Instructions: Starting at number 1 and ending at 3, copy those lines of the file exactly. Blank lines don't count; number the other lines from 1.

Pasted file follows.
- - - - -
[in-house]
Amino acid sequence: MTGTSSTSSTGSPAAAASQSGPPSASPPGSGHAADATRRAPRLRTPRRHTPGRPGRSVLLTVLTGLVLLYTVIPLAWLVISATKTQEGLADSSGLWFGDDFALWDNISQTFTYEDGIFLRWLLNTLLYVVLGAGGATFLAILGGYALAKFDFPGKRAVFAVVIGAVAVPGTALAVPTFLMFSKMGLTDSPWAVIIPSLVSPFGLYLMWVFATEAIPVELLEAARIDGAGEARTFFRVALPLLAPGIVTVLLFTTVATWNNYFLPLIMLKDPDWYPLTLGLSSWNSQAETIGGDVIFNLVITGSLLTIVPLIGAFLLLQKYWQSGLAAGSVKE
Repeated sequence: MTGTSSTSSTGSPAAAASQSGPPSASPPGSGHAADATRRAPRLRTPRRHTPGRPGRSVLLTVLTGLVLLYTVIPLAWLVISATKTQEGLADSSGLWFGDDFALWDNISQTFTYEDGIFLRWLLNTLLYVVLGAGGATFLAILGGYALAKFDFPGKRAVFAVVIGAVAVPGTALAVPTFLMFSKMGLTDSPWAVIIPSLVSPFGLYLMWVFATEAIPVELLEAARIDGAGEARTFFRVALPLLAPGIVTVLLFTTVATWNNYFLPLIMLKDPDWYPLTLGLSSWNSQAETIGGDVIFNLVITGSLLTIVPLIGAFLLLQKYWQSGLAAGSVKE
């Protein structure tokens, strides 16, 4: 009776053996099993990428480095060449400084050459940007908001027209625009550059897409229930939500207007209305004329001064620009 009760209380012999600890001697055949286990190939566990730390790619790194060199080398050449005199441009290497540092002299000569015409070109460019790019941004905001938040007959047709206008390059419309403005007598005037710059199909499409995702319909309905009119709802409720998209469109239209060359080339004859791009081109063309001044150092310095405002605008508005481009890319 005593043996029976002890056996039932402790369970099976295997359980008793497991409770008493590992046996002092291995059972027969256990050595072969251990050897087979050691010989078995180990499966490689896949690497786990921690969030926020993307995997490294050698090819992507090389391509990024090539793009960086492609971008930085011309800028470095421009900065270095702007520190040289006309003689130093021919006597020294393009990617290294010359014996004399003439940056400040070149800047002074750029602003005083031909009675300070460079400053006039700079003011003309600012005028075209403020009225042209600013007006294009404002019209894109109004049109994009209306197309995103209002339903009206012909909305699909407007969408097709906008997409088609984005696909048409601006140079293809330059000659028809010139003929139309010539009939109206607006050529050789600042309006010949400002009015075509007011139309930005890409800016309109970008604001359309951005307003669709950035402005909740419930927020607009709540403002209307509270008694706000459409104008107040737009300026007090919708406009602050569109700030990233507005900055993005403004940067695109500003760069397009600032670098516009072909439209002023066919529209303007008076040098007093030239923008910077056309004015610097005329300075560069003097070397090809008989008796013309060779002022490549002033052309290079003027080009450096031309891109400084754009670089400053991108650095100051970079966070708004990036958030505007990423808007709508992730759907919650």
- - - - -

[in-house]
Amino acid sequence: MTGTSSTSSTGSPAAAASQSGPPSASPPGSGHAADATRRAPRLRTPRRHTPGRPGRSVLLTVLTGLVLLYTVIPLAWLVISATKTQEGLADSSGLWFGDDFALWDNISQTFTYEDGIFLRWLLNTLLYVVLGAGGATFLAILGGYALAKFDFPGKRAVFAVVIGAVAVPGTALAVPTFLMFSKMGLTDSPWAVIIPSLVSPFGLYLMWVFATEAIPVELLEAARIDGAGEARTFFRVALPLLAPGIVTVLLFTTVATWNNYFLPLIMLKDPDWYPLTLGLSSWNSQAETIGGDVIFNLVITGSLLTIVPLIGAFLLLQKYWQSGLAAGSVKE
Repeated sequence: MTGTSSTSSTGSPAAAASQSGPPSASPPGSGHAADATRRAPRLRTPRRHTPGRPGRSVLLTVLTGLVLLYTVIPLAWLVISATKTQEGLADSSGLWFGDDFALWDNISQTFTYEDGIFLRWLLNTLLYVVLGAGGATFLAILGGYALAKFDFPGKRAVFAVVIGAVAVPGTALAVPTFLMFSKMGLTDSPWAVIIPSLVSPFGLYLMWVFATEAIPVELLEAARIDGAGEARTFFRVALPLLAPGIVTVLLFTTVATWNNYFLPLIMLKDPDWYPLTLGLSSWNSQAETIGGDVIFNLVITGSLLTIVPLIGAFLLLQKYWQSGLAAGSVKE